The Spook-Free Ride

This article was Published in the Aiken Horse magazine in June 2013.

The Spook-Free Ride

The elusive spook-free ride is the dream of many owners of Nervous Nellies. But the question “How can I stop my horse from spooking?” is the wrong one to ask. There is no such thing as a free lunch, and the spook-free ride isn’t free, either. Think of the horse’s confidence as a bank account. A spooky horse is generally running a confidence deficit, tiptoeing around at a low level of anxiety until something scary causes a withdrawal from the confidence piggy bank and he spooks! If he had more funds built up, that scary thing might cost him a little confidence, but the horse wouldn’t be overdrawn to the point he had to spook. The rider’s job is to make investments in her horse’s confidence over time, building up the account so that even a big withdrawal like a horse show or a group trail ride isn’t too much for him.

Recognizing the Signs of Anxiety

Rather than “How do I stop my horse from spooking?” the rider could ask “How do I invest in my horse’s confidence so that he no longer feels so insecure?” The first step to building a horse’s confidence is recognizing the first signs of anxiety. For a prey animal, this most frequently manifests as increased watchfulness & readiness for flight. Signs include high head carriage, fixed ears, staring eyes, tight lips, rapid breathing or holding breath, tight muscles, quicker speed or reluctance to move, freezing in place or inability to stand still, crowding close to other horses or handler, and frequent or loose manure.

Being aware of the horse’s emotional state and noticing as soon as it changes is the first step to building confidence. If doing a body/posture inventory of the horse doesn’t provide enough information for the rider, there are two other tests she can apply. The first is to ask the horse to stand still on a loose rein for a count of 10. For an anxious horse, this is often impossible… the horse will want to move his feet. The second test can be done in motion: the rider asks the horse for something simple, such as a leg-yield, lateral flexion, a half-halt, or a transition, and notes the horse’s response time. An anxious horse is not as responsive to his rider/handler as he is when he is relaxed and comfortable, because much of the horse’s brain is caught up in worrying. Think about how much harder it would be to concentrate on arithmetic problems if you were in a plane you thought was having engine problems!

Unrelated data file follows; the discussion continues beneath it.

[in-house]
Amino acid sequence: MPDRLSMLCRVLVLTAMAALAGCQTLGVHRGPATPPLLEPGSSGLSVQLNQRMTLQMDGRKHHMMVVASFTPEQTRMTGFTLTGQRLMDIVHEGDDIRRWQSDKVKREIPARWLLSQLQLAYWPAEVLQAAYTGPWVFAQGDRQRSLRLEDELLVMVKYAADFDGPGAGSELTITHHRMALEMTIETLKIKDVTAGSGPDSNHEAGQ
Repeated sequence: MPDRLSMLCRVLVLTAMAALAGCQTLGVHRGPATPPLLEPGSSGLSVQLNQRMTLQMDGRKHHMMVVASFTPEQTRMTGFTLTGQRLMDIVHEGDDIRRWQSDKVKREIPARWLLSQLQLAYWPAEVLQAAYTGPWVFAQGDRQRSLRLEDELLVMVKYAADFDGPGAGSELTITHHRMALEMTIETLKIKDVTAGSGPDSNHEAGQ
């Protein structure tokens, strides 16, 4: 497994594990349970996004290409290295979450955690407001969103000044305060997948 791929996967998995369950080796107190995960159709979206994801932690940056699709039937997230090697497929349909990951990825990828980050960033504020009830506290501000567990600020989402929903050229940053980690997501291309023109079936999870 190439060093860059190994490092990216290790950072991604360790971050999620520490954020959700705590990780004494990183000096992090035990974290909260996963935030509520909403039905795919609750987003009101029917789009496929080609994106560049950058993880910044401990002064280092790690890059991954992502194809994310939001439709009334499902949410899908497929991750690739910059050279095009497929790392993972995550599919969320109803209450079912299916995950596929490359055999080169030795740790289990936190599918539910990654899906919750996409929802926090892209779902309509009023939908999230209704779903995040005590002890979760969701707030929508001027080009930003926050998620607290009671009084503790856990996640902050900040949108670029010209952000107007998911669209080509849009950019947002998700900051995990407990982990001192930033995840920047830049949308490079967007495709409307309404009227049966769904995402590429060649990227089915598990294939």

To sum up: the rider can test if the horse is out of his comfort zone and beginning to feel insecure if he: doesn’t pass the body/posture inventory, can’t stand still on a loose rein, and has decreased responsiveness to a simple request.

Investing in Confidence

 

Once the rider reads the horse as uncertain, he has the opportunity to make a confidence deposit… or a withdrawal. Pushing the horse towards something scary before he is comfortable is a withdrawal. So is allowing him to avoid the scary situation and leave (although sometimes that is the best option at the time if the rider is not confident or the horse has escalated to dangerously panicky). So is punishing the horse for his fear by kicking or smacking him. None of these show trustworthy leadership, which is what the horse really needs! A confidence deposit is made by 1.) allowing or directing the horse to move in a direction he feels comfortable going (yes, even away from the spooky thing!), 2.) continuing to direct the horse in a calm way using one rein at a time if possible (this allows the rider to keep control but doesn’t make the horse feel claustrophobic and panicky like pulling on both reins does) 3.) WAITING until the horse shows increased relaxation and even curiosity to investigate or pass the spooky thing 4.) Working near the scary area until the horse is calm and doesn’t need to rush away.

An important point for less confident riders is that this process can be done on foot as well as under saddle. A rider that feels more comfortable working through her horse’s fear on the ground should not hesitate to dismount and follow the process on the ground, remounting when the horse is calm again. It is important for the rider to respect her own fears and limits just as much as her horse’s!

Investing in these strategies consistently over even just one week will increase the horse’s confidence and bring him closer to that blissfully spook-free ride!

Tips for Horse and Human Students

Published in the 2015 August-September edition of The Aiken Horse magazine.

Tips for Horse and Human Students